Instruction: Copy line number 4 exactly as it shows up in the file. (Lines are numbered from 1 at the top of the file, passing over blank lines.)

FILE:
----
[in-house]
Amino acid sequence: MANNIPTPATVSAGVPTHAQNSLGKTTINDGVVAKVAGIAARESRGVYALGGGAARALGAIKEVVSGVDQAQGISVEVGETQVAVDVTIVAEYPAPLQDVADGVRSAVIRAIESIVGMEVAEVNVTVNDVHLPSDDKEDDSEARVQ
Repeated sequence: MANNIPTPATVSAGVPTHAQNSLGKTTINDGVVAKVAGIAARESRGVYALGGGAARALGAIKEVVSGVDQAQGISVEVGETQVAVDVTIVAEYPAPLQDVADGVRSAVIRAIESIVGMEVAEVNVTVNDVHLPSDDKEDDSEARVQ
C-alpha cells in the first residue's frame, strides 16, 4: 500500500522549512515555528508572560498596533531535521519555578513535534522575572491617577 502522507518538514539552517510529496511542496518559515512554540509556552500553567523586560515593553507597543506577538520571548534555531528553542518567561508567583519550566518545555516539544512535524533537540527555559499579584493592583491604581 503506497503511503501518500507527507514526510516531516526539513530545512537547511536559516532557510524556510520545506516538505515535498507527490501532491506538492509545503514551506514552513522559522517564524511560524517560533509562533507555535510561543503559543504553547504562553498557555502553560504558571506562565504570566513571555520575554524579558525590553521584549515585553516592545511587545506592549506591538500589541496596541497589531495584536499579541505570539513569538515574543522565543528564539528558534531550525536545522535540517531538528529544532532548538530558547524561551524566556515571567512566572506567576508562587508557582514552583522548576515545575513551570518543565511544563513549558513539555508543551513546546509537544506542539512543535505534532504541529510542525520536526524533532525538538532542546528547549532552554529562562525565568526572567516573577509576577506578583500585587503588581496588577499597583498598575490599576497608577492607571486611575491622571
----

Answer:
C-alpha cells in the first residue's frame, strides 16, 4: 500500500522549512515555528508572560498596533531535521519555578513535534522575572491617577 502522507518538514539552517510529496511542496518559515512554540509556552500553567523586560515593553507597543506577538520571548534555531528553542518567561508567583519550566518545555516539544512535524533537540527555559499579584493592583491604581 503506497503511503501518500507527507514526510516531516526539513530545512537547511536559516532557510524556510520545506516538505515535498507527490501532491506538492509545503514551506514552513522559522517564524511560524517560533509562533507555535510561543503559543504553547504562553498557555502553560504558571506562565504570566513571555520575554524579558525590553521584549515585553516592545511587545506592549506591538500589541496596541497589531495584536499579541505570539513569538515574543522565543528564539528558534531550525536545522535540517531538528529544532532548538530558547524561551524566556515571567512566572506567576508562587508557582514552583522548576515545575513551570518543565511544563513549558513539555508543551513546546509537544506542539512543535505534532504541529510542525520536526524533532525538538532542546528547549532552554529562562525565568526572567516573577509576577506578583500585587503588581496588577499597583498598575490599576497608577492607571486611575491622571